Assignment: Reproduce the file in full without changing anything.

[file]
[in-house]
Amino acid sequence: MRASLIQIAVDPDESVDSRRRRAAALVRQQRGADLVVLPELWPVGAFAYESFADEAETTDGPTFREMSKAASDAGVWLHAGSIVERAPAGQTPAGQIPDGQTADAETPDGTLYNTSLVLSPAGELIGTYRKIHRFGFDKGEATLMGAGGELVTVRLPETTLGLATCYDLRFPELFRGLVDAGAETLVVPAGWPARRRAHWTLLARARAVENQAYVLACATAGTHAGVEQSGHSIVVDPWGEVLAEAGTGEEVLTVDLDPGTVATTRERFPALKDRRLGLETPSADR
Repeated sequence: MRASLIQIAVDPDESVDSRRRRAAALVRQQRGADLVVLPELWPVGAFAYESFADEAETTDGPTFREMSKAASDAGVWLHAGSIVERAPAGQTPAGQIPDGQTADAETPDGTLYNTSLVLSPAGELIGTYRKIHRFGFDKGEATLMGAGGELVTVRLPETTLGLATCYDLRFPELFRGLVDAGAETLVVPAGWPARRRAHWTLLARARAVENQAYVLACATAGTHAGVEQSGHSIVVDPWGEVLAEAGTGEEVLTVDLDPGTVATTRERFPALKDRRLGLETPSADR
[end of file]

[in-house]
Amino acid sequence: MRASLIQIAVDPDESVDSRRRRAAALVRQQRGADLVVLPELWPVGAFAYESFADEAETTDGPTFREMSKAASDAGVWLHAGSIVERAPAGQTPAGQIPDGQTADAETPDGTLYNTSLVLSPAGELIGTYRKIHRFGFDKGEATLMGAGGELVTVRLPETTLGLATCYDLRFPELFRGLVDAGAETLVVPAGWPARRRAHWTLLARARAVENQAYVLACATAGTHAGVEQSGHSIVVDPWGEVLAEAGTGEEVLTVDLDPGTVATTRERFPALKDRRLGLETPSADR
Repeated sequence: MRASLIQIAVDPDESVDSRRRRAAALVRQQRGADLVVLPELWPVGAFAYESFADEAETTDGPTFREMSKAASDAGVWLHAGSIVERAPAGQTPAGQIPDGQTADAETPDGTLYNTSLVLSPAGELIGTYRKIHRFGFDKGEATLMGAGGELVTVRLPETTLGLATCYDLRFPELFRGLVDAGAETLVVPAGWPARRRAHWTLLARARAVENQAYVLACATAGTHAGVEQSGHSIVVDPWGEVLAEAGTGEEVLTVDLDPGTVATTRERFPALKDRRLGLETPSADR